Eddie & AileenParticipantMarch 20, 2016 at 7:02 pm #26260
I didn’t know that Eddie – We’ll be passing by that way in mid-June on the way to visit our daughter in Omaha.March 20, 2016 at 7:10 pm #26262
Speaking of RV electrical safety and “life safety issues” I highly recommend this book by Mike Sokol and his website the No Shock Zone
RVHH Chief Cook and Bottle Washer - LoveYourRV.comMarch 20, 2016 at 7:17 pm #26264
Speaking of RV electrical safety and “life safety issues” I highly recommend this book by Mike Sokol and his website the No Shock Zone http://www.loveyourrv.com/noshockzone-rv-electrical-safety-ebook-review/
Thanks Ray!March 20, 2016 at 7:31 pm #26266
Eddie & AileenParticipant
Hi Craig, I run ours with an independent inverter supply line with its own outlets so we do not make a mistake powering up the wrong loads. Also we can run our inverter loads off solar and use the RV shore power outlets. If the park is only 30-amp service and we need to run the dryer or air conditioners. With many RV’s having slide-out’s down the full length of the rig’s sides, :good: it is very hard to install this type of system. The use of a auto- transfer switch helps with a RV where you can’t add extra outlets. Some like to use smaller inverters for each sections of the RV. ( like the TV, Kitchen, computer station, ect.) There is no one size fits all set-up, you need to know what you need for power usage and form-fit it to your RV platform. As John said using a pass thru inverter is a risk, if the inverter was to die on you it may keep your hole rv out of power. The less of the two evils is a auto- transfer switch, or a manual transfer switch/sub panel.
What ever you do make good clean,connection. Don’t make short-cuts on your wiring, it is a small savings that could cost you your RV or even your life!!!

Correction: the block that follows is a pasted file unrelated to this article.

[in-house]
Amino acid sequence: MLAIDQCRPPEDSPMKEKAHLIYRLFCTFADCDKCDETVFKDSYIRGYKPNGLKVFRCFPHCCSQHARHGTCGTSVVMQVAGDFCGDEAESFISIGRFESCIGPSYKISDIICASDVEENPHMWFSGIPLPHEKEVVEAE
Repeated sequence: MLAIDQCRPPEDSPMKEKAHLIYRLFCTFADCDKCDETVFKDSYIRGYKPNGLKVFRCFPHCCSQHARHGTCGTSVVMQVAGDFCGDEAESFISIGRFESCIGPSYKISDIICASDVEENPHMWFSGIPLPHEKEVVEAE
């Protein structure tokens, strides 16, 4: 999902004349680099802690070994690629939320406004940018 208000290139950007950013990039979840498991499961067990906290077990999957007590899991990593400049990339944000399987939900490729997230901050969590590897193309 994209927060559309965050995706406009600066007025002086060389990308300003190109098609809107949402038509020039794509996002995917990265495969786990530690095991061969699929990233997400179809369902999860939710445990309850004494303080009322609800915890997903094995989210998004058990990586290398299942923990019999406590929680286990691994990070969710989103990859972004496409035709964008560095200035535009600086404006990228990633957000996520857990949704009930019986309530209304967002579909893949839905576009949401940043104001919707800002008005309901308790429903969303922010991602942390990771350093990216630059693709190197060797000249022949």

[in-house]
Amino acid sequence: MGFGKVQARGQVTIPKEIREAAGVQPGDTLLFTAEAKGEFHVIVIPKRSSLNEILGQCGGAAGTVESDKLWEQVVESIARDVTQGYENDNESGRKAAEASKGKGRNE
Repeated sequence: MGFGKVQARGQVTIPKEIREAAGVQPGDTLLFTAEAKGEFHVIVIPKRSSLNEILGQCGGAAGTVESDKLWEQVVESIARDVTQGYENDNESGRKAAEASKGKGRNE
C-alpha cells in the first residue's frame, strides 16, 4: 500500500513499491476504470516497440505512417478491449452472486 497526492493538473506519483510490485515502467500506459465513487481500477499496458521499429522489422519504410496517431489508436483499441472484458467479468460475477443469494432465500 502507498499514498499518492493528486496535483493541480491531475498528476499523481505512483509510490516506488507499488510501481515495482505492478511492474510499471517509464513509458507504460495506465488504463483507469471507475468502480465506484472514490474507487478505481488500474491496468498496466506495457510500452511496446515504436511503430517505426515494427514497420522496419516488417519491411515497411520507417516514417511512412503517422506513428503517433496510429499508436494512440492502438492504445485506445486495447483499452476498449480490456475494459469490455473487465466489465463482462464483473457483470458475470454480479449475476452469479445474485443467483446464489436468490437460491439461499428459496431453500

Happy Trails!!!March 24, 2016 at 4:07 pm #26416
How hard should it be to run the wires? Do I have to cut holes or are there access panels usually?
This is a Grand Design and the underside is completely enclosed and insulated.March 25, 2016 at 11:45 am #26458
Here is how Eddie installed mine in the front bay. He ran the wires along the floor joists into the cabin. Very clean. I don’t know if there is an access point in yours.
Some newer rvs are equipped for things like this.
Complete blog post http://lovethervlife.com/boondocking-bonanza/
-Kimberly, Wagon Master - LovetheRVlife.com
"Let's Make a Point To Leave This Place Better Than When We Came, One Life at a Time."
March 27, 2016 at 12:11 pm #26562
- This reply was modified 3 years, 2 months ago by Kimberly Flores. Reason: Pic too large
Ok now that I have my rig at home I can see underneath pretty well. I think I can run wires along the frame easy enough to install 4 or 5 outlets dedicated to the inverter only. At least one will have to be in a slide – how do I ensure the wires don’t get in the way of slide operation?June 28, 2016 at 7:43 am #30756
So I finally got my inverter installed and working. Ran two circuits off it one down each side for a total of four outlets. Inverter is now powering tv and Satellite receiver and the desktop PC/Monitors I need for work. Included a general purpose outlet in the kitchen area for incidental power needs. Haven’t tested it yet while boondocking but I’m sure with only 225 AH of storage I’ll need to recharge often even on sunny days but it’s a start.